movie review

The Kid Is an Old West Adventure, Refashioned as a Grotesque Nightmare

Chris Pratt in The Kid.
Chris Pratt in The Kid. Photo: Lionsgate

Unromanticized portraits of the Old West are nothing new these days — if anything, they’ve become their own cliché — but even so, the opening moments of The Kid suggest a whole new level of grit and savagery. Two kids watch in horror while their father viciously beats his wife. Then, a shot rings out, and we see that the boy has blown his father away, but not in time to save their mother. It gets worse: Soon, their psycho uncle (played by an unrecognizably scruffy Chris Pratt) shows up and, in a fit of spittle-flecked rage, starts beating the woman’s corpse. Needless to say, the kids — 15-year-old Rio (Jake Schur) and his older sister Sara (Leila George) — get the hell out of there, fleeing on horseback for as far as they can go.

But the violence is never far. Even as they worry that their murderous uncle might find them, Rio and Sara find themselves holed up with William Bonney, a.k.a. Billy the Kid (Dane DeHaan) and his gang of outlaws, themselves fleeing from a posse of men led by Pat Garrett (Ethan Hawke). Rio knows the story of Billy the Kid, and there’s an immediate connection between them, founded on their ghastly pasts. “I was 13. It happened to me,” Billy says to the boy, without having to hear any details of what actually happened. Then he gives the child a small stone. “This rock found me like you did.” All these moments, occurring so close to one another, give a sense of the contradictions The Kid attempts to work. It’s an old-fashioned boy’s own adventure — the kind of dime-store fantasy upon which the myth of the West was originally built — refashioned as a grotesque nightmare.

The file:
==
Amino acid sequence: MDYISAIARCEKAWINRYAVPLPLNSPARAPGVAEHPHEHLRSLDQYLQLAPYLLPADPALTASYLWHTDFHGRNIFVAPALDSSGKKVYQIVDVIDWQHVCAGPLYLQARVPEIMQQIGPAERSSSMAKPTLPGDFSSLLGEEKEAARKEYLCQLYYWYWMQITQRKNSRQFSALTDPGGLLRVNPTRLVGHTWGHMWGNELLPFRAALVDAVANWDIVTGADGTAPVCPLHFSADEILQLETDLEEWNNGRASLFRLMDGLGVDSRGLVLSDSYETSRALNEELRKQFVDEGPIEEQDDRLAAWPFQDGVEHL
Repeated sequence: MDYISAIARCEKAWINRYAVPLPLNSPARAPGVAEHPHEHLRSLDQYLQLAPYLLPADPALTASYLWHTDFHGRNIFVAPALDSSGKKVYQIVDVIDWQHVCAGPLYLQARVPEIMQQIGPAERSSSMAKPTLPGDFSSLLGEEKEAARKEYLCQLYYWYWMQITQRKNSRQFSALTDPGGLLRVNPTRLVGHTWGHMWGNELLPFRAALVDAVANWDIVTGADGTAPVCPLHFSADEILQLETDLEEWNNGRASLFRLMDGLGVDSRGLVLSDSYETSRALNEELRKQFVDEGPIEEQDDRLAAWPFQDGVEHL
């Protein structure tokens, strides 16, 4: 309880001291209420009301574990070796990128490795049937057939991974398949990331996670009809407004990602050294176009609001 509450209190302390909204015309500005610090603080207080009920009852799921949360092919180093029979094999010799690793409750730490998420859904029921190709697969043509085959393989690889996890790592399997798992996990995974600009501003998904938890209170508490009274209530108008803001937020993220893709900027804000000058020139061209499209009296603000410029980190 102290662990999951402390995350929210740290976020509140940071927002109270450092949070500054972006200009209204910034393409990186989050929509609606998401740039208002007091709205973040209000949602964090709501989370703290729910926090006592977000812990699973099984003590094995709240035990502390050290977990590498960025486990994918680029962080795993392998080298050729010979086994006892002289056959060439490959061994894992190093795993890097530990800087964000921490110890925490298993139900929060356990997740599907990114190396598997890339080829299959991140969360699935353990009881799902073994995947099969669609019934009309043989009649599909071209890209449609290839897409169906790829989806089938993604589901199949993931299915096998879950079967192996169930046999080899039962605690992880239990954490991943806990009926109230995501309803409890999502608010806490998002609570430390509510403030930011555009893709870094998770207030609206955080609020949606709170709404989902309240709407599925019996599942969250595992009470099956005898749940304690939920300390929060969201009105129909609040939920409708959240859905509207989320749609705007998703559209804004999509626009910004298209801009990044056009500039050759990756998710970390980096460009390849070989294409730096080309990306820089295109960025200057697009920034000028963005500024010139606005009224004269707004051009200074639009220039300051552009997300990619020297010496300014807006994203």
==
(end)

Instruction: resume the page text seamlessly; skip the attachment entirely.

That’s a compelling structuring device, and that opening, primal scene of domestic violence spreads like a poison across the psyches of The Kid’s characters. But there’s something missing here, still — a dimensionality that will allow us to see these people as human rather than archetypes. DeHaan gives a spirited performance as Billy; he manages to convey confidence and charm beneath the ruthlessness, but he still feels like he’s playing a legend instead of a person. Hawke, always solid, gives lawman Garrett a melancholy stoicism that might work on paper, but fails to convey much of an inner life. As Rio, Schur does little more than look out wide-eyed and terrified at the world; he’s more guide than protagonist, it seems. And for a story that is partly about the violence and hatred faced by women in the Old West, the female characters are given relatively little to do, being mostly left to suffer in the background. The one surprising performance here is Pratt, who is alarmingly convincing as a screaming, relentless, over-the-top lunatic.

Directed by actor Vincent D’Onofrio, The Kid often suffers from a weirdly rushed quality. An early scene in which Garrett’s men converge on a shack being used by Billy and his gang is intercut so shoddily that you’re liable to think there’s something wrong with the projection. But the film also manages passages of startling, grim beauty. At one point, Rio witnesses the hanging of one of Billy’s gang, in front of a wild, shrieking crowd. The boy finds himself hiding right by the gallows pit, so that he’s staring straight at the convict as the trap door opens and the man plummets to his death. We see the top part of the dying man’s face, as the life quickly goes out of his eyes. It’s a brutal, heartbreaking moment, and the movie gives it to us straight on, in close-up, practically rubbing our faces in it. That sort of encapsulates what The Kid wants to accomplish in general. It succeeds sporadically as a corrective anti-myth, but as a story about people, it fails to come to life.

The Kid Is an Old West Saga Full of Grim Beauty and Violence